Doc, you are getting way out there! Even a layman knows the coating on any type of NSAID is to insure it will be processed mainly in the intestines to insure that stomach bleeding will be minimal. And you call yourself a doctor! Time released medicines are generally in capsule form with beaded coatings that dissolve at different intervals, thusly "time released". Do you even have a clue as to what half life means? You are correct, you have nothing to gain from spewing false information, so why don't you shut up? To the original poster, please don't take Tn Doc seriously. I fear he has been playing with too many Tabs!
Chemind

Columbus, OH

|
Report Abuse
|
Judge it!
|
#37
Feb 18, 2014
 
not from around here 1997 wrote:
To TN Doc: Lortabs are not a time-release medication. I pray someone gives you a handheld PDR before you write that first prescription.
You're absolutely right. Lortabs are immediate release. TN doc is misinformed which is something I've learned to despise against physicians. I would not take advice from this person. Pharmacist know far more about medicine than most physicians. It's they're job to know. Physicians often do consult on medications with pharmacist when a question about particulars arise. Take your info with a grain of salt. TN doc is talking out of the side of their neck. I recommend they spend some more time studying pharmacology.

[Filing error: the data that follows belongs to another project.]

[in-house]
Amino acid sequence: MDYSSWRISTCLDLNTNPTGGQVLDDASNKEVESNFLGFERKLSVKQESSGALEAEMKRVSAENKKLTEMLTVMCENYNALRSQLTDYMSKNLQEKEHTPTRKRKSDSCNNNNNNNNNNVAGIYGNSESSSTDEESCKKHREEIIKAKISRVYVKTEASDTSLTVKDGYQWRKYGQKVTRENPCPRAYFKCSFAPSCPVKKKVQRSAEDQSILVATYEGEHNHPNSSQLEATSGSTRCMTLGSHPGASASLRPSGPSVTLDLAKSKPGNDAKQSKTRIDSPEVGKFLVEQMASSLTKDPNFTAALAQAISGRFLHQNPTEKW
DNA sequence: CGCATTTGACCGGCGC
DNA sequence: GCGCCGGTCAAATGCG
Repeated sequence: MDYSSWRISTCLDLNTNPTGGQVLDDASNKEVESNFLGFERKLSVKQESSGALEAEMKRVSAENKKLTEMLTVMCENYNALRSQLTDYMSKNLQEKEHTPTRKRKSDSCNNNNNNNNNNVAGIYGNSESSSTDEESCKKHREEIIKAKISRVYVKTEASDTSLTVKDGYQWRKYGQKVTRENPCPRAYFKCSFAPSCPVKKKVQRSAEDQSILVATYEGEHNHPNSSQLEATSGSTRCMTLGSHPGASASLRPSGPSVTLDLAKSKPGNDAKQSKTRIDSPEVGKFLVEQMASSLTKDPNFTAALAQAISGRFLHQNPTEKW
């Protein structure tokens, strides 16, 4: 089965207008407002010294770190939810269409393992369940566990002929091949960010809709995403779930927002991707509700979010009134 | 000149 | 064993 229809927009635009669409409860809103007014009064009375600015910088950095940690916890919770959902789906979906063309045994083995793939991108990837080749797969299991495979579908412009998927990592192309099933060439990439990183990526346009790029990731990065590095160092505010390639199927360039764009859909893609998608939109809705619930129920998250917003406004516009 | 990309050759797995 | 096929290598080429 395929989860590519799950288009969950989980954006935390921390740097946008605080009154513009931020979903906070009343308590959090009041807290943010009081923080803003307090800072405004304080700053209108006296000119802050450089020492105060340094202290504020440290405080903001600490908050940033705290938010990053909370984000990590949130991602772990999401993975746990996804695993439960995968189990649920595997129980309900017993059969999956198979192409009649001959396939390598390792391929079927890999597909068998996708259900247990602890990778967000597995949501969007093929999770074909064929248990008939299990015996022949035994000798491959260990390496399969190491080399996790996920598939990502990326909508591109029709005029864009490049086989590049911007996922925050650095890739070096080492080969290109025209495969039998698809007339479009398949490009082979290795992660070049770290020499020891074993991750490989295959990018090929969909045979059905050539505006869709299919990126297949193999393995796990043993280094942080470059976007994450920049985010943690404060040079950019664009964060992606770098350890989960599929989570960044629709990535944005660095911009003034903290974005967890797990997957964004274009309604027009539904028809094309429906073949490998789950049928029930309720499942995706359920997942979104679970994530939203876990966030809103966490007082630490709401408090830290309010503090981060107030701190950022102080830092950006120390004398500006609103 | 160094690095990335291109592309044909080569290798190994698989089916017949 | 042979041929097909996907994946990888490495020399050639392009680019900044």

Stumbo

Jonesborough, TN

|
Report Abuse
|
Judge it!
|
#39
Feb 18, 2014
 
TN Doc wrote:
No physician is allowed to write a prescription for a narcotic in a dosage that will even remotely cause addiction. No doctor is going to risk their license even if it were possible to do this. No patient becomes addicted to a narcotic painkiller simply from a prescription written for them by their physician. People become addicted when they obtain multiple prescriptions from multiple doctors or purchase them off the street. Anyone doing this knowingly does this to obtain the pleasurable sensation they obtain from the drug. In a short amount of time doing this, they become addicted. I've heard the sob stories about back pain, arthritic pain, nerve pain, etc. They are all excuses an addict uses to justify how they became addicted. Going to one physician for pain and obtaining a prescription for a narcotic for that pain will not and does not induce addiction - period. There are enough checks and balances to keep this from happening. Again, the process is abused by seeking out more doctors willing to write more prescriptions. It is difficult to overcome this addiction. It is a physical addiction in that you simply cannot tolerate going "cold turkey." It is very dangerous to go "cold turkey." Withdrawal symptoms include violent spasms and tremors in joints that induce pain that cannot be tolerated without medical help. One must seek a certified rehabilitation center and plan on spending at least a week along with continued therapy. However, there are multitudes of success stories I would be more than happy to share. The first step is realizing where and why you went wrong. The next step is the initiative to do something about it.